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dc.contributor.authorBarrett, Roden_US
dc.contributor.authorKavanagh, Justinen_US
dc.contributor.authorMorrison, Stevenen_US
dc.date.accessioned2017-04-04T15:20:38Z
dc.date.available2017-04-04T15:20:38Z
dc.date.issued2006en_US
dc.date.modified2009-01-12T06:23:52Z
dc.identifier.issn87507587en_US
dc.identifier.doi10.1152/japplphysiol.00165.2006en_AU
dc.identifier.urihttp://hdl.handle.net/10072/14208
dc.description.abstractThe purpose of this study was to examine how inducing fatigue of the 1) lumbar erector spinae and 2) cervical erector spinae (CES) muscles affected the ability to maintain head stability during walking. Triaxial accelerometers were attached to the head, upper trunk, and lower trunk to measure accelerations in the vertical, anterior-posterior, and mediolateral directions during walking. Using three accelerometers enabled two adjacent upper body segments to be defined: the neck segment and trunk segment. A transfer function was applied to root mean square acceleration, peak power, and harmonic data derived from spectral analysis of accelerations to quantify segmental gain. The structure of upper body accelerations were examined using measures of signal regularity and smoothness. The main findings were that head stability was only affected in the anterior-posterior direction, as accelerations of the head were less regular following CES fatigue. Furthermore, following CES fatigue, the central nervous system altered the attenuation properties of the trunk segment in the anterior-posterior direction, presumably to enhance head stability. Following lumbar erector spinae fatigue, the trunk segment had greater gain and increased regularity and smoothness of accelerations in the mediolateral direction. Overall, the results of this study suggest that erector spinae fatigue differentially altered segmental attenuation during walking, according to the level of the upper body that was fatigued and the direction that oscillations were attenuated. A compensatory postural response was not only elicited in the sagittal plane, where greater segmental attenuation occurred, but also in the frontal plane, where greater segmental gain occurred.en_US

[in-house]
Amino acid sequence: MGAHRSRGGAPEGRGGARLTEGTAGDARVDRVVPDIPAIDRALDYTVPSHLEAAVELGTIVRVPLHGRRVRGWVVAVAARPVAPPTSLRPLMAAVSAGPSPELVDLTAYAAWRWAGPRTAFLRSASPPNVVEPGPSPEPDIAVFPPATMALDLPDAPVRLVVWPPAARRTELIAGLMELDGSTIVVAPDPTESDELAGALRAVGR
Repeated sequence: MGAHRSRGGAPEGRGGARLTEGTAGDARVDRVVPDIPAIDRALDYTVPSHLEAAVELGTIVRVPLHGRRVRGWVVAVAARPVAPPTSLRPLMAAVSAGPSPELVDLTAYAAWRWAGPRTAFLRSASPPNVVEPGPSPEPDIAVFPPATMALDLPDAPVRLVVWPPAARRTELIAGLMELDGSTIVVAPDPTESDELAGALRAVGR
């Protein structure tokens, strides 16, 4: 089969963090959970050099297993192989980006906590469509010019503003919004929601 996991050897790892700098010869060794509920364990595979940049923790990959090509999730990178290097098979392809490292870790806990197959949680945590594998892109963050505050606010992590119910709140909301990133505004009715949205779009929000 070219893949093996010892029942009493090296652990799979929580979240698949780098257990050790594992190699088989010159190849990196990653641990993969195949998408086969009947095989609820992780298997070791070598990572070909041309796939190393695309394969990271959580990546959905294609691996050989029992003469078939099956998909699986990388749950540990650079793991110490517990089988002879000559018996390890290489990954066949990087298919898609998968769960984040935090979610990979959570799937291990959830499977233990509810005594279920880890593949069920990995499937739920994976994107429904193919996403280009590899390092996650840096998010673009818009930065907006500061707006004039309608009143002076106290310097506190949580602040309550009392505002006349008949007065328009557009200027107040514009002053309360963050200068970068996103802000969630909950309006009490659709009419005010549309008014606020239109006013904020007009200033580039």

dc.description.peerreviewedYesen_US
dc.description.publicationstatusYesen_AU
dc.languageEnglishen_US
dc.language.isoen_AU
dc.publisherAmerican Physiological Societyen_US
dc.publisher.placeUnited Statesen_US
dc.relation.ispartofstudentpublicationNen_AU
dc.relation.ispartofpagefromO1118en_US
dc.relation.ispartofpagetoO1126en_US
dc.relation.ispartofjournalJournal of Applied Physiologyen_US
dc.relation.ispartofvolume101en_US
dc.rights.retentionNen_AU
dc.subject.fieldofresearchcode321403en_US
dc.subject.fieldofresearchcode321402en_US
dc.titleLumbar and cervical erector spinae fatigue elicit compensatory postural responses to assist in maintaining head stability during walking.en_US
dc.typeJournal articleen_US
dc.type.descriptionC1 - Peer Reviewed (HERDC)en_US
dc.type.codeC - Journal Articlesen_US
gro.date.issued2006
gro.hasfulltextNo Full Text


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